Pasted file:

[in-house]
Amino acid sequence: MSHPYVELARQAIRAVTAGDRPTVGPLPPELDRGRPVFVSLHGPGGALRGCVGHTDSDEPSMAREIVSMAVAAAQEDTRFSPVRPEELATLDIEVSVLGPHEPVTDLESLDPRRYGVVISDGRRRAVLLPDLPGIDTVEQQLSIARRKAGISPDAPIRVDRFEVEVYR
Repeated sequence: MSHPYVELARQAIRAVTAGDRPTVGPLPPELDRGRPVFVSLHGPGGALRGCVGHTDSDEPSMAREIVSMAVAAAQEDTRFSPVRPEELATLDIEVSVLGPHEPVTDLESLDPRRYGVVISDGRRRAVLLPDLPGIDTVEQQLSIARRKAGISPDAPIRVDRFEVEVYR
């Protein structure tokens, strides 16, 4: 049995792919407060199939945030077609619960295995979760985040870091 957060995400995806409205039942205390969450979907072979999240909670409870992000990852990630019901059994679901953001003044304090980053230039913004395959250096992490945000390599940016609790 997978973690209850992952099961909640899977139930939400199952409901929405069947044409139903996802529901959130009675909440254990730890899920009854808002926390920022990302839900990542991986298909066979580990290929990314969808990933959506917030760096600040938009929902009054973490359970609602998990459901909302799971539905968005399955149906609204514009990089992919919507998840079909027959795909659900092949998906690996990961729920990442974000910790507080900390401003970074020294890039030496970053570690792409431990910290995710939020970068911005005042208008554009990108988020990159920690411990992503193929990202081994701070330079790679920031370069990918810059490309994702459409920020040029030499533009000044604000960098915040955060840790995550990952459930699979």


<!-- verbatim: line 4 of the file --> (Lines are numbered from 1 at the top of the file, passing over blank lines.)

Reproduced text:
């Protein structure tokens, strides 16, 4: 049995792919407060199939945030077609619960295995979760985040870091 957060995400995806409205039942205390969450979907072979999240909670409870992000990852990630019901059994679901953001003044304090980053230039913004395959250096992490945000390599940016609790 997978973690209850992952099961909640899977139930939400199952409901929405069947044409139903996802529901959130009675909440254990730890899920009854808002926390920022990302839900990542991986298909066979580990290929990314969808990933959506917030760096600040938009929902009054973490359970609602998990459901909302799971539905968005399955149906609204514009990089992919919507998840079909027959795909659900092949998906690996990961729920990442974000910790507080900390401003970074020294890039030496970053570690792409431990910290995710939020970068911005005042208008554009990108988020990159920690411990992503193929990202081994701070330079790679920031370069990918810059490309994702459409920020040029030499533009000044604000960098915040955060840790995550990952459930699979």